Until Pigs Fly...
Here are 8 simple rules for placing an aggressive dog:
RULE NO.1: Don’t do it!
RULE NO.2: Please, please don’t do it!
RULE NO.3: For the love of Pete, don’t do it!
RULE NO.4: If you value our work, don’t do it!
RULE NO.5: Pretty please with sugar on top, don’t do it!
RULE NO.6: Don’t do it on any day when the earth is round!
RULE NO.7: Don’t do it unless you see a pig flying by!
RULE NO.8: If you do it, be prepared to deal with the consequences.
The recent case of an animal shelter in the Northeast that placed a dog with a known history of biting—who then went on to kill his new caregiver ten days after his adoption—should explain why these rules are so important.
The incident has brought to light the urgent need for all animal shelters, breed placement groups, and adoption partners to review their policies and procedures for temperament evaluations and ensure that they are implemented for all animals who may be placed up for adoption. A well-managed temperament evaluation program is a necessity in shelters, as are operating guidelines that ensure the judgment of a shelter trainer or evaluator isn’t undercut by staff unqualified to gauge the personality of an enigmatic dog.
The recent tragedy should also help explain the need for behavior assessments to those critics who think “temperament testing will just enable the shelter to kill more animals.” (Yep, folks, that’s an actual quote from the website of an animal activist group.)
Temperament evaluation is never a guarantee, but it can help guide adoption counselors in their matchmaking decisions, keeping the shelter’s focus on the quality of adoptions rather than the quantity.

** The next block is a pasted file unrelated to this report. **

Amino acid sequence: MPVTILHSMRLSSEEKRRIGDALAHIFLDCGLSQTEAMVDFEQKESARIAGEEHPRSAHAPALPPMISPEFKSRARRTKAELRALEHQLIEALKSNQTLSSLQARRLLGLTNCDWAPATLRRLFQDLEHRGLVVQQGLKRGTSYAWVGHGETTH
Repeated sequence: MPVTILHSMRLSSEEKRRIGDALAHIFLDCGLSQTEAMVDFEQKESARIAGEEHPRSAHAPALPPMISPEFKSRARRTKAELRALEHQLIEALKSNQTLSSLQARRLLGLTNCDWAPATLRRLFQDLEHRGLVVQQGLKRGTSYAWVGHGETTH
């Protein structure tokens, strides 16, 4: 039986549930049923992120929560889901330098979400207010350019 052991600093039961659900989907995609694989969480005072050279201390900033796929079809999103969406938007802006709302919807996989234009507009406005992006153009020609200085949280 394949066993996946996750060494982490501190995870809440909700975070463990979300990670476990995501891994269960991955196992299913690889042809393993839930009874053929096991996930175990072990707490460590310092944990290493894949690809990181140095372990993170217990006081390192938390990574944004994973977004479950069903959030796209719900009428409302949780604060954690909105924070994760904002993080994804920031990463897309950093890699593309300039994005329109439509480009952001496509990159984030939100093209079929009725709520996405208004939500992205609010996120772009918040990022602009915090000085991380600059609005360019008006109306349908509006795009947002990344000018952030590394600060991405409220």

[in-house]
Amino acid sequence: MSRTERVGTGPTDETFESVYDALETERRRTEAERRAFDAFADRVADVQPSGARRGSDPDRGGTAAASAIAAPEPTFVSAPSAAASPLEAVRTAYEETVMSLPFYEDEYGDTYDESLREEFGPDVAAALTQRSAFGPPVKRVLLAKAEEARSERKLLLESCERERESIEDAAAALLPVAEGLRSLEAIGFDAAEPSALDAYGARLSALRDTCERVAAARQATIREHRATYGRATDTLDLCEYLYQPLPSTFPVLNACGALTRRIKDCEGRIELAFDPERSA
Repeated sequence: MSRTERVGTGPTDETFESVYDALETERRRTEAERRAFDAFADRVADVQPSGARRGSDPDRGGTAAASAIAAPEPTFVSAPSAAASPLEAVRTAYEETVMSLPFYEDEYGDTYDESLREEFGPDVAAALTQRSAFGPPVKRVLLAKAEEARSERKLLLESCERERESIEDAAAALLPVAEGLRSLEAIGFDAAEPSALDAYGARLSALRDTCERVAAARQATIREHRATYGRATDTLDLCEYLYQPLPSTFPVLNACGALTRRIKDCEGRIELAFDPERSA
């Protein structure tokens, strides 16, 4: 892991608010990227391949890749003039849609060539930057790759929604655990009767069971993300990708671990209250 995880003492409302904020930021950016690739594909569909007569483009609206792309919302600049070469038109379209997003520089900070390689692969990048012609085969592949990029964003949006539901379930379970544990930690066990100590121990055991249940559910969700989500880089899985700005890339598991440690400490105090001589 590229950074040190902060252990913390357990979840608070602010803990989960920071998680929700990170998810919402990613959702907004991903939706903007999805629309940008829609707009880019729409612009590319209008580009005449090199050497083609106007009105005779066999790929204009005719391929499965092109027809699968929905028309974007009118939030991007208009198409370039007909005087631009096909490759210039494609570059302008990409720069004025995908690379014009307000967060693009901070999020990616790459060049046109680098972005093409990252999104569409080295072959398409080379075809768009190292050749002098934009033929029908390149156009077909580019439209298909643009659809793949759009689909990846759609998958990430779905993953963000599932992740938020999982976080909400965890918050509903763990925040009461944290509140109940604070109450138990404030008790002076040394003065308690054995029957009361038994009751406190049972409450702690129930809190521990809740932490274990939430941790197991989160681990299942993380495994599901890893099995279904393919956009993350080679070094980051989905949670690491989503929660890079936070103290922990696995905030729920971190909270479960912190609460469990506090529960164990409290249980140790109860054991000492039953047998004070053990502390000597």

Lowering euthanasia rates is a fine goal if carried out responsibly, but pressure from external groups and board members leads some shelters to go too far, abandoning temperament evaluation in order to just “move ’em out the door” and silence their critics.
And if you aren’t lucky enough to know a dog’s history, a temperament evaluation can work wonders in bringing potential behavior problems to light before a tragedy occurs. Or it can do the opposite, bringing out the shining qualities of “diamonds in the rough.” The shelters featured in this issue have developed quality programs designed to do both; by assessing the hidden personalities of their animals, organizations can make better and more lasting placements.
When an animal shelter adopts out a dog with a known history of aggression, everyone loses. The dog loses because he is now in another new environment in which he will probably bite again—and possibly be hurt when a person tries to defend himself. The adopter loses because it’s probably only a matter of time before his new buddy will bite again, causing both physical and emotional pain to the humans who care for him. The shelter loses because its reputation for making good lifelong matches between animals and new families is sullied—and its solvency is threatened by the possibility of a lawsuit.
Aggression in dogs can sometimes be traced to a human failure—the animal might have been trained to fight, or abused, or just never properly socialized. And sometimes some animals are just unable, for whatever reason, to meld comfortably into human society; we are asking a lot of their species when we bring them into our homes, so it’s no surprise that they don’t all respond the way we’d like them to. Euthanizing an aggressive dog is always going to feel unfair: Often the dog, through no fault of his own, has never been given the opportunity to become a good pet—or simply isn’t capable of censoring his canine ways.
But placing such an animal to compensate for his hard luck is almost always a bad choice. While the numbers of animals adopted from animal shelters has risen in recent years, the myth that shelter animals are all sick, old, injured, or aggressive is still pervasive. News reports of shelter dogs that have been adopted and then gone on to bite someone reinforce that belief immeasurably—and thereby cost countless other sweet-tempered, healthy, loving shelter dogs their chance for a good home.
Martha C. Armstrong is the former HSUS Senior Vice President for Companion Animals and Equine Protection.